Comments on: Why journalists need to link A slice of lime in the soda Sun, 26 Oct 2014 19:05:02 +0000 hourly 1 By: bluemlein Wed, 07 Mar 2012 21:29:43 +0000 many problems could be avoided altogether if journalists remembered that the basic function of their job is to report. i am not surprised that far too many people have developed a blanket distrust of the news as reported; i think many realize instinctually that the article is not giving them the facts but a view that is filtered through the journo’s sensibilities.

reporting means stating facts, not speculating. when i assigned reporters to events i reminded them that “if it happens you report it” without embroidery. you also don’t leave anything out. because of the proliferation of talking heads it seems every journo thinks s/he is an analyst, a commentator, an interpreter.

too few journos nowadays think “reporter” has sufficient cachet and consequently fantasize themselves into a role where they overstep the bounds. in fact, the ability to separate and clearly present just the facts is more difficult than spewing one’s opinion – with the facts added for the sake of plausibility.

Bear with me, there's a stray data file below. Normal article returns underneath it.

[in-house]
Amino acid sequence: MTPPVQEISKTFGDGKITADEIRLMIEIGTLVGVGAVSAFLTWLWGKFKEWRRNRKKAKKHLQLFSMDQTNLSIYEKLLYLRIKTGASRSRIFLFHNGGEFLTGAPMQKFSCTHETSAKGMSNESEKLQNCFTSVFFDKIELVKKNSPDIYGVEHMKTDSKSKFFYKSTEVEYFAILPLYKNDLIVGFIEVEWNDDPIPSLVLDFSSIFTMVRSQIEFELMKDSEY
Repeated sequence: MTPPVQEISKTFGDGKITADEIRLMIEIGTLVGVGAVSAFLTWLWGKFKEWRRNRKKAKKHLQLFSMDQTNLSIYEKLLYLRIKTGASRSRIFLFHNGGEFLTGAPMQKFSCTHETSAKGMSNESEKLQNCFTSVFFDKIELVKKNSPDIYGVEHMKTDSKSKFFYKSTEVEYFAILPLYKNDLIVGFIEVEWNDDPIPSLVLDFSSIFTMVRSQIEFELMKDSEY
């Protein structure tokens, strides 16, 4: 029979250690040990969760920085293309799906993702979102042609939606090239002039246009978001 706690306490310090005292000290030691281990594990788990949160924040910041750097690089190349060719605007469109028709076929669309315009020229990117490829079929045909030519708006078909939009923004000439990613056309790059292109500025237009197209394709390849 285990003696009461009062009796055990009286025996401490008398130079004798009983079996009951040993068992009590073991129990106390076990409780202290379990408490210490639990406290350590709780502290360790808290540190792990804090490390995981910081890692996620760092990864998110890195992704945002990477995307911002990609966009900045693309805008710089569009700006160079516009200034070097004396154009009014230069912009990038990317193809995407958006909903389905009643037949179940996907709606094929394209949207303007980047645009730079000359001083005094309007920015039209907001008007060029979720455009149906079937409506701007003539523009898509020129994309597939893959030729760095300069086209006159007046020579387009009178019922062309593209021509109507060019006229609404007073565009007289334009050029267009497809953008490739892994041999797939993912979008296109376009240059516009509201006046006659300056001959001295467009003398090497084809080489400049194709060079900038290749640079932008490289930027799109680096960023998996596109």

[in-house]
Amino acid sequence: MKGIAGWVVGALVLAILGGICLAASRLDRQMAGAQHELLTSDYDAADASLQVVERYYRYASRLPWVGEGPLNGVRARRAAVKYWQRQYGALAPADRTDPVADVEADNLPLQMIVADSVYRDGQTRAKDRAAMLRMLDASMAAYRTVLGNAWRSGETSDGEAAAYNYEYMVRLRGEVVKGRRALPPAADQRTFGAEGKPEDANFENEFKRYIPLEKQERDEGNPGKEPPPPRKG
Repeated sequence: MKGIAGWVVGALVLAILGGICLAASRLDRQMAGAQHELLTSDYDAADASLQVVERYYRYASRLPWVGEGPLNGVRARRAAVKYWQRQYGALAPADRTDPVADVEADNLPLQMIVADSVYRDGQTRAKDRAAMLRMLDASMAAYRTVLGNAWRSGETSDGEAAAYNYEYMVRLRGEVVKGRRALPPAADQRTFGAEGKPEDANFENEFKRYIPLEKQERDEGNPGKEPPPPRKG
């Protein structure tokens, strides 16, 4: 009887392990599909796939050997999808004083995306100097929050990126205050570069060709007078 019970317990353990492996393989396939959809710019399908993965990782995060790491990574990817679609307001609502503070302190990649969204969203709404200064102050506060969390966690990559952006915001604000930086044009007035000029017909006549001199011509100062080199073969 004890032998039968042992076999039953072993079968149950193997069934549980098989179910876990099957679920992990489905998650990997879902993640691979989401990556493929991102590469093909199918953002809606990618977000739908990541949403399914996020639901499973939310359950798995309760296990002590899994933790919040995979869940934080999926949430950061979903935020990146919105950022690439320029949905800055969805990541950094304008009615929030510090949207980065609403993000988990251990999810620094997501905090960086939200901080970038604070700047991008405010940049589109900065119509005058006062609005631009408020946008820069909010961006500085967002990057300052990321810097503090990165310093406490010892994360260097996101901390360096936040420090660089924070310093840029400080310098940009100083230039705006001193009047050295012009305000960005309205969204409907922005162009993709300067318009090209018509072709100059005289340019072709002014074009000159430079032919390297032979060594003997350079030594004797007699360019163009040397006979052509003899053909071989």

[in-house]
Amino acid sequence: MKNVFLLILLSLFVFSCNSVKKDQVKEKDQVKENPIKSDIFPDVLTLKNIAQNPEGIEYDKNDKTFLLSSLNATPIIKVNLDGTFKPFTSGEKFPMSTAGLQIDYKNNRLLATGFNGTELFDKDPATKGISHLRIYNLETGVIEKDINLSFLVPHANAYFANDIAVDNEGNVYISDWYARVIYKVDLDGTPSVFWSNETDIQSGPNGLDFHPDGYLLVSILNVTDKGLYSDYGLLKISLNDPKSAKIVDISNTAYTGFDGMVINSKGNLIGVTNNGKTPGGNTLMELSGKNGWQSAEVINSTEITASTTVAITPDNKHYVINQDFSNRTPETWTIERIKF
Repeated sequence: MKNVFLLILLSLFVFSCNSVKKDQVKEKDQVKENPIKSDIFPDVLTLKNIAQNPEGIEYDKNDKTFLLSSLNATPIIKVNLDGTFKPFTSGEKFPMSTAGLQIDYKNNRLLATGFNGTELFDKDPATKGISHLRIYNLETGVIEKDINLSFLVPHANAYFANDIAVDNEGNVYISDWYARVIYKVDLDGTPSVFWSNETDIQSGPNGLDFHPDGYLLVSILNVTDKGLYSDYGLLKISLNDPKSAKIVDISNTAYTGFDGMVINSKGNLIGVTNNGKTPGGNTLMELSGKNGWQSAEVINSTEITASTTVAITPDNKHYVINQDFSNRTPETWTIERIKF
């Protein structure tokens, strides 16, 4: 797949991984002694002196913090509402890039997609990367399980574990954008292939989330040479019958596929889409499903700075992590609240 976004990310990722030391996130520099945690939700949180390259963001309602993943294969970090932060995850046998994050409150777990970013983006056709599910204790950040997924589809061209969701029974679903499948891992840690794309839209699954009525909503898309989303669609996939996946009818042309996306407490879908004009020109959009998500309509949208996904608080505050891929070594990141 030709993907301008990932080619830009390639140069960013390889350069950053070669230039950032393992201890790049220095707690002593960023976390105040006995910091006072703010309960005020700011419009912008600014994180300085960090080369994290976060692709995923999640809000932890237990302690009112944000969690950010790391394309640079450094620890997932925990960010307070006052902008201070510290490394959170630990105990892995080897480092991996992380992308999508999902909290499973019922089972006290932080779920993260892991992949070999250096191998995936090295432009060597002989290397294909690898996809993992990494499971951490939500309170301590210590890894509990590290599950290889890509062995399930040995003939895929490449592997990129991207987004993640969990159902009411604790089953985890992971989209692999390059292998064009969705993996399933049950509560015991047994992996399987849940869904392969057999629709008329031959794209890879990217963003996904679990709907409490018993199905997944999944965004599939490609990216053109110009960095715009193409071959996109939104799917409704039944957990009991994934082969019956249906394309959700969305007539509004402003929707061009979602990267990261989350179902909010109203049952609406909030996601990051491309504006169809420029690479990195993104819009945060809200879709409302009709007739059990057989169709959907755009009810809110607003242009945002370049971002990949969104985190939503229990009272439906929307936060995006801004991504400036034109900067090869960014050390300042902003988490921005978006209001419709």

By: streeteye Tue, 28 Feb 2012 16:58:45 +0000 If markets are a conversation, then journalism is really a conversation. Barring deeply researched investigative stuff, every story occurs in the context of other stories. Linking to them is the only way to help the reader understand the conversation. When someone moves the conversation, failure to acknowledge them can be almost plagiarism, making it seem like you’re the one with the scoop. It happens a lot.

By: adambelz Tue, 28 Feb 2012 14:52:18 +0000 The WSJ is under no obligation to say who broke the news first, once it confirms a story. MG Siegler should calm down. Sure, it would be nice for him if the newspaper credited him, but that’s the game. Once it’s out there, other news outlets can confirm it and report it as their own. This happens every day, all over America.

By: DaveinBA Tue, 28 Feb 2012 03:45:30 +0000 I think every story needs a source. A GOOD source. In my opinion, “We’ve learned” does not qualify as good sourcing. Mr. Siegler’s assertion that he covered the takeover “as a fact for good reason — It. Was. A. Fact” sounds extremely arrogant: “How dare you doubt me?!”
As a reader, if you report something important, such as “Co. A buys Co. B,” I want to know where the info came from. If it’s an official announcement, say so (and yes, please add a link!). If it’s not, then I would expect you to provide as much info about that source as possible. Did the source ask not to be identified? Say so. That the source is “familiar with the situation” is no good either—nobody would do a story based on hearsay, right?
I think reporters should negotiate with their sources. Talk them into sense. Make them see that readers deserve to know that the info is reliable—
Was the source someone senior from Co. A? From Co. B?